(Genoa 1600 - Pisa 1658)
A Male Nude Kneeling on a Rock, His Arms Raised
Inscribed di Clemente Bocciardi do il Clementone in brown ink in the lower margin of the mount.
400 x 276 mm. (15 3/4 x 10 7/8 in.)
This large drawing has the appearance of having been drawn from a posed model, and as such may be related to Bocciardo’s establishment of a school of life drawing in his Genoese studio in the later 1630’s. However, the way in which the figure is drawn, with its strong echoes of contemporary Florentine draughtsmanship of the period, would argue in favour of a later date in the 1640’s or 1650’s, when the artist was working in Tuscany. The distinctive 17th or 18th century Florentine mount that surrounds the sheet, and its likely provenance from a Florentine collection, would further suggest that the drawing may date from Bocciardo’s later years.
Nicknamed Il Clementone, apparently because of his large size, Clemente Bocciardo was trained in the studio of Bernardo Strozzi in Genoa. On the evidence of a signed painting of the Madonna and Child in Glory with Saints, dated 1623 and today in the Museo di Castelvecchio in Verona, the influence of Strozzi was apparent in Bocciardo’s earliest independent works. According to his biographers Raffaele Soprani and C. G. Ratti, Bocciardo joined Giovanni Benedetto Castiglione in Rome in the early 1630’s. After a few years of working in Rome, he returned to Genoa where, as Soprani and Ratti note, he painted ‘vari quadri di storie, e di capricci con si bella invenzione’. Among the handful of recorded works of this period in Genoa are a Last Supper painted for the Oratory of the Confraternity of San Germano and a Corpus Domini for the church of Sant’Andrea. Bocciardo also established an Accademia del Nudo, or school of life drawing, in his Genoese studio, where among the teachers was the painter Gioacchino Asseretto.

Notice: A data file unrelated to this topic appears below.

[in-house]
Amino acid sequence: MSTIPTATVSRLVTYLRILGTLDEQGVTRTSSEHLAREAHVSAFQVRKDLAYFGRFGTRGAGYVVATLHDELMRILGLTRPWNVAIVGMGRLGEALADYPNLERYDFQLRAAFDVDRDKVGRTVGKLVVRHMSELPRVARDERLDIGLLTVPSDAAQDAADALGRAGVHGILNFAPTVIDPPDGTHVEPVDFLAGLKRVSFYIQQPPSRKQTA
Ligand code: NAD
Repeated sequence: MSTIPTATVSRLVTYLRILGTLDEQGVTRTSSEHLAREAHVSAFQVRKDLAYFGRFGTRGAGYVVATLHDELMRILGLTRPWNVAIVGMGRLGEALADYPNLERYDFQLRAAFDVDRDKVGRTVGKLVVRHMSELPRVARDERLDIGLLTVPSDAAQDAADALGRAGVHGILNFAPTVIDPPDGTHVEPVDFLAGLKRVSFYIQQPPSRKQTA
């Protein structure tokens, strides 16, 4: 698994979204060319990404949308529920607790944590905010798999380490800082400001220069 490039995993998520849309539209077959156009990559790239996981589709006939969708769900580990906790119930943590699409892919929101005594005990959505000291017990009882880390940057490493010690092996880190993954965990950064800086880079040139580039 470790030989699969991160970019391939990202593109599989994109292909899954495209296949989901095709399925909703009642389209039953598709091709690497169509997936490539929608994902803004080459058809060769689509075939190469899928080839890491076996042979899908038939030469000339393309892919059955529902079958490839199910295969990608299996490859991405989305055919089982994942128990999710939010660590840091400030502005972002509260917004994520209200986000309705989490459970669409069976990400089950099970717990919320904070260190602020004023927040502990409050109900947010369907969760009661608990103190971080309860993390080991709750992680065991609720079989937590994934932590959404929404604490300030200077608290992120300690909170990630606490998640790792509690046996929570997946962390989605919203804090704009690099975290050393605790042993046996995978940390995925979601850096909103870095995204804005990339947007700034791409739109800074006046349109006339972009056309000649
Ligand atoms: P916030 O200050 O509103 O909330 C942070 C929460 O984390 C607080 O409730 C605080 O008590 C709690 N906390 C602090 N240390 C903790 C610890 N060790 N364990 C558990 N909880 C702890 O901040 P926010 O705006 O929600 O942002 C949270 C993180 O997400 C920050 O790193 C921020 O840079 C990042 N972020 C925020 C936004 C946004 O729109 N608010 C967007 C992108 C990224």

Much of the second half of Bocciardo’s career was spent in Tuscany. He worked for some time in Florence before settling around 1639 in Pisa, where he remained until his death in 1658. One of Bocciardo’s first works in Pisa was a canvas of Saint John the Baptist, dated 1639, painted for the church of Santa Croce in Fossabanda and today in the Palazzo della Prefettura in Pisa. Other significant works in Pisa include paintings of the Martyrdom of Saint Sebastian in the Certosa and The Virgin Appearing to Saint Charles Borromeo in the Duomo, as well as an Intercession of the Virgin in the church of San Matteo and a Madonna of the Rosary, completed in 1655 for a Pisan confraternity and today housed in the church of San Salvatore. Bocciardo also painted several easel pictures of both religious and secular subjects for private patrons, and produced a number of commissioned portraits.